Texas Senator Ted Cruz urged the state of Tennessee to change a law requiring its governor to sign a proclamation ordering a day to honor Confederate Gen. Nathan Bedford Forrest, an early leader of the Ku Klux Klan.
‘This is WRONG,’ Cruz wrote in the tweet posted on Friday. ‘Tennessee should not have an official day (tomorrow) honoring him. Change the law.’
Tennessee Governor Bill Lee told reporters this week that a 1969 state law required him to sign the proclamation, which he did, and July 13 was once again designated as ‘Nathan Bedford Forrest Day.’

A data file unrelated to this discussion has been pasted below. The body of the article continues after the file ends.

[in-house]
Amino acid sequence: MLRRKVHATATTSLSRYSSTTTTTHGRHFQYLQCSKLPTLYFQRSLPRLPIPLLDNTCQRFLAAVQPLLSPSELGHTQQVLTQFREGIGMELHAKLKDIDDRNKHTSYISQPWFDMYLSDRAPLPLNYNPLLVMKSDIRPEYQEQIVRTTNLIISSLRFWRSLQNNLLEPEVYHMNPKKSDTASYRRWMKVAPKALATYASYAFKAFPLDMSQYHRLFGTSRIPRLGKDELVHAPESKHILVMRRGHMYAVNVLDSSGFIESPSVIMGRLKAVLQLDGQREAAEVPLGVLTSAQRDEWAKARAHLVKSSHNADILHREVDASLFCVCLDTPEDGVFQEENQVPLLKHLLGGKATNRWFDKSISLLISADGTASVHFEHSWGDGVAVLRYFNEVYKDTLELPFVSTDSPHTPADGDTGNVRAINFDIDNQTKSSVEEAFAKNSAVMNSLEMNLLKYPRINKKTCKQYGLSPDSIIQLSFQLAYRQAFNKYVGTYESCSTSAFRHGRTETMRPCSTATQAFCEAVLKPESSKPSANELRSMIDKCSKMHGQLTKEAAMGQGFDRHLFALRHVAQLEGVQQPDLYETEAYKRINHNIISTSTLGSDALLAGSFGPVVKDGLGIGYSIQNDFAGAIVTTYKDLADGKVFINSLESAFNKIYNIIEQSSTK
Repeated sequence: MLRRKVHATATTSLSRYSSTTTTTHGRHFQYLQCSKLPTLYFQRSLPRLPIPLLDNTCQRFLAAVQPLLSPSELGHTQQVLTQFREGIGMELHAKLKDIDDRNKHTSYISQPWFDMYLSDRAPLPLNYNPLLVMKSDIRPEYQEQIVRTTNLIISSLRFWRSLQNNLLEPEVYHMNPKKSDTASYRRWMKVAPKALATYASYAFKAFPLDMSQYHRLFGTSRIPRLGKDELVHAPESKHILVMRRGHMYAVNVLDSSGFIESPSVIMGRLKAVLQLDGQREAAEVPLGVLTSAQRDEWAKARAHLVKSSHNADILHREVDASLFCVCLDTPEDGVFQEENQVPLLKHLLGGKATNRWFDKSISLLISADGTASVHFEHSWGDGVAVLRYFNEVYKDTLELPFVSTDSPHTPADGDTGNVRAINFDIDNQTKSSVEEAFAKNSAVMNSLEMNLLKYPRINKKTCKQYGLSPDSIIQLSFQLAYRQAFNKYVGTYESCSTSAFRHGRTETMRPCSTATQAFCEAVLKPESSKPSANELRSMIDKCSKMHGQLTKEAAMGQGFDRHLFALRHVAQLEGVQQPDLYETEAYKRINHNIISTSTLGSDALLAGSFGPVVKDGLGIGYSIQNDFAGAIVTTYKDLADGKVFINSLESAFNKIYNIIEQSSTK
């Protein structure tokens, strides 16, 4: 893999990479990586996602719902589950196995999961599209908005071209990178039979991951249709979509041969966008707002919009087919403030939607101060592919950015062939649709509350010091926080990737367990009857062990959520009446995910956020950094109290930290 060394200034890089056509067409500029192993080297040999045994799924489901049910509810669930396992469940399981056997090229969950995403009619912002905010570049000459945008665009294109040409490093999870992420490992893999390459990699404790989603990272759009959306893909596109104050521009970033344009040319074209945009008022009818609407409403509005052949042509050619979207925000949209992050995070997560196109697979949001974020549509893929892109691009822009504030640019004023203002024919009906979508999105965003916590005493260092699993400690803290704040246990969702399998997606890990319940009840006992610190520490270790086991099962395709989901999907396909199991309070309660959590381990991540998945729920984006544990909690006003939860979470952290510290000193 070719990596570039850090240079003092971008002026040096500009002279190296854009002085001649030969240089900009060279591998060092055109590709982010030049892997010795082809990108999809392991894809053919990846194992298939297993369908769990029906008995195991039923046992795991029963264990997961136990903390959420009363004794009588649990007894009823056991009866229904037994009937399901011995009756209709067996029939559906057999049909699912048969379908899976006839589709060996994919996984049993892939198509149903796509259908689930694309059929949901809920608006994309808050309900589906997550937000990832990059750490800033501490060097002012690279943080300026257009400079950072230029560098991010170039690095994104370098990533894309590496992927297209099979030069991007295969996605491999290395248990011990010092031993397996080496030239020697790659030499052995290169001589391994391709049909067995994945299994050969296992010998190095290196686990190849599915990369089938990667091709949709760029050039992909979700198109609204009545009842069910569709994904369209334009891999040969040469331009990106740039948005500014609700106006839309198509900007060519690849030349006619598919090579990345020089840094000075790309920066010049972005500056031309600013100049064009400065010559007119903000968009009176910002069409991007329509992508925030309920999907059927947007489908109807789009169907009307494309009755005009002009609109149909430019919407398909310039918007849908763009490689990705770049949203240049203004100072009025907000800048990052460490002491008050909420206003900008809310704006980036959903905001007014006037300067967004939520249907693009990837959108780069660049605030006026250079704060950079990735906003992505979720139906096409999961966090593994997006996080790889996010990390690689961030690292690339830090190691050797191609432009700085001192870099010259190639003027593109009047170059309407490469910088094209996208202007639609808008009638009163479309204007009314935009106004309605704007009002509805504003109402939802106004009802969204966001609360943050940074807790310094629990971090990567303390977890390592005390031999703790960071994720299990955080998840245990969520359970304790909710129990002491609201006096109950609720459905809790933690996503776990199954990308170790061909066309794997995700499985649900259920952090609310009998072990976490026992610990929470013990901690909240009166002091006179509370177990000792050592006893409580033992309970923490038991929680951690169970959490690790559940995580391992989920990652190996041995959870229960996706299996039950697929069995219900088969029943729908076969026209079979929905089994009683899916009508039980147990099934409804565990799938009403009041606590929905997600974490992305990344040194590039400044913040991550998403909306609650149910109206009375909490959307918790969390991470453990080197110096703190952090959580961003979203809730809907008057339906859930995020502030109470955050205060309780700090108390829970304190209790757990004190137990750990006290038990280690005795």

Lee, who was photographed in Confederate soldier costume at a fraternity party in college, told the Tennessean on Friday: ‘I signed the bill because the law requires that I do that and I haven’t looked at changing that law.’
Lee’s proclamation praised Forrest as ‘a recognized military figure in American history and a native Tennessean.’
Forrest was a Confederate cavalry general who had amassed a fortune as a plantation owner and slave trader in Memphis before the Civil War.
Forrest was also a delegate to the 1868 Democratic Convention, held that year at Tammany Hall in New York City.
The slogan of that convention was: ‘This is a White Man’s Country, Let White Men Rule.’
By Friday, Lee was receiving pushback from both Republicans and Democrats for signing the proclamation.
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Source: Christian Post